• Homer Lea, military advisory and general in the army of Sun Yat-sen during the Boxer Rebellion
  • Huey Newton, social activist who was deeply influenced by Maoism and described his time in China as a "psychological liberation", praising Chinese contemporary society throughout his works
  • Ezra Pound, poet who integrated many aspects of Chinese poetry into his writing, and especially advocated for Confucianism[5][6]
  • Paul Robeson, baritone singer; film and stage actor; peace and civil rights activist; All-American football athlete; was fluent in Chinese, and compared the struggle of the Chinese to that of the black people in the United States
  • John S. Service, diplomat and "China Hand"; born in Chengdu; was persecuted by McCarthyism due to his pro-China views, which also included sympathies with Chinese socialism
  • Cordwainer Smith, godson of Sun Yat-sen
  • Edgar Snow, journalist; among the first Westerners to interview Mao Zedong and report on the Long March
  • Wallace Stevens, one of the most influential poets of the 20th century
  • Anna Louise Strong, journalist and peace activist who lived in China
  • Quentin Tarantino, director; fan of martial arts films, and the Shaw Brothers' films in particular
  • Theodore H. White, political journalist; was a war reporter in China
  • Wu-Tang Clan, rap group from New York; their songs contain many Chinese cultural themes
  • Andrew Zimmern, television personality, chef, and adventure traveler
  • Mark Zuckerberg, CEO of Facebook; an avid Chinese learner


  • Nicolas Maduro, Venezuelaian President whose foreign policies include socioeconomic cooperation with the People's Republic of China with regards to finance and industry, trade and resource development of oil and hydroelectricity, and infrastructure; personally has very positive views about China's influence and culture.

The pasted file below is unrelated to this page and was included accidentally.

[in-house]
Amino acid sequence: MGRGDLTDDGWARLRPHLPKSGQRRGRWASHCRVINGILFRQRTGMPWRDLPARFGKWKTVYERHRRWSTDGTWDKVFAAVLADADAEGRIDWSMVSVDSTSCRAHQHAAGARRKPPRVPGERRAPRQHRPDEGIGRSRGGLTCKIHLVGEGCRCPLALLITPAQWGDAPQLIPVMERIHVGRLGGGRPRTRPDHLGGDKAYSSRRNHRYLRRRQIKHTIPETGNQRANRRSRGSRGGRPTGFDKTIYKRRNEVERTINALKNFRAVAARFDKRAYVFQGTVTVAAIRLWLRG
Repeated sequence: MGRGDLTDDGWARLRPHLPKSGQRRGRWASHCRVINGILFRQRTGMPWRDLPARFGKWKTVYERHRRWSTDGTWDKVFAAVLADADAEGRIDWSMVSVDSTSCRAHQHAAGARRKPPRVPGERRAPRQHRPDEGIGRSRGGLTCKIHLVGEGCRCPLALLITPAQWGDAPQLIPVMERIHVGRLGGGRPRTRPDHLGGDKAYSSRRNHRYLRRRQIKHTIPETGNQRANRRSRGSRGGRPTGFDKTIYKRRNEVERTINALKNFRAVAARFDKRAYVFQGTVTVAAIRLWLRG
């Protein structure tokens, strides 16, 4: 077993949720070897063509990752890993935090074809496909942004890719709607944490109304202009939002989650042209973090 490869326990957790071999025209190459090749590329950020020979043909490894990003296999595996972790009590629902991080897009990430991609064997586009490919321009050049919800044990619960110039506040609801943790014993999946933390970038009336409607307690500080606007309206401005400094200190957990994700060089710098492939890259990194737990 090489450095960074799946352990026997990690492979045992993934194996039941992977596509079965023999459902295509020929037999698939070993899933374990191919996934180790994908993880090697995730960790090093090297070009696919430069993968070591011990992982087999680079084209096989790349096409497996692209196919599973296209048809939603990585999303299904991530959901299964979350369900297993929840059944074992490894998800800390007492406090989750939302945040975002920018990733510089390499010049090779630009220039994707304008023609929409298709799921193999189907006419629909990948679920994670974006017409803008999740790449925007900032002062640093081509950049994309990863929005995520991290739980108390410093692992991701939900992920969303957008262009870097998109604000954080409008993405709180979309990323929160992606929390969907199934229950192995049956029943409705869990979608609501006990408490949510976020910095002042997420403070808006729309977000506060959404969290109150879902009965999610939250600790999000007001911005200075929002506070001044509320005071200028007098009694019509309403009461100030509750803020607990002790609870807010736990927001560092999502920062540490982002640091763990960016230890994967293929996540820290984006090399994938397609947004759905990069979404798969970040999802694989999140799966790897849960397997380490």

South Korea[edit]


See also[edit]


  1. ^ "Sinophile". The Free Dictionary.
  2. ^ Liukkonen, Petri. "Sinophile". Books and Writers ( Finland: Kuusankoski Public Library. Archived from the original on 12 September 2014. Italic or bold markup not allowed in: |website= (help)
  3. ^ a b Alexander Lukin (2003). The Bear Watches the Dragon: Russia's Perceptions of China and the Evolution of Russian-Chinese Relations Since the Eighteenth Century. M.E. Sharpe. pp. 314–. ISBN 978-0-7656-1026-3.
  4. ^ Winchester, Simon. (2008). The Man Who Loved China: The Fantastic Story of the Eccentric Scientist Who Unlocked the Mysteries of the Middle Kingdom.. New York: HarperCollins. ISBN 978-0-06-088459-8
  5. ^ Roth, Harold David; Graham, Angus Charles (1 January 2003). A Companion to Angus C. Graham's Chuang Tzu: The Inner Chapters. University of Hawaii Press. ISBN 9780824826437.
  6. ^ Xie, Ming (1 January 1999). Ezra Pound and the Appropriation of Chinese Poetry: Cathay, Translation, and Imagism. Psychology Press. ISBN 9780815326236.
  7. ^ Wang, Xiaoqiu, ed. (2000). 戊戌维新与近代中国的改革: 戊戌维新一百周年国际学朮讨论会论文集. 社会科学文献出版社. p. 321. ISBN 9787801492289.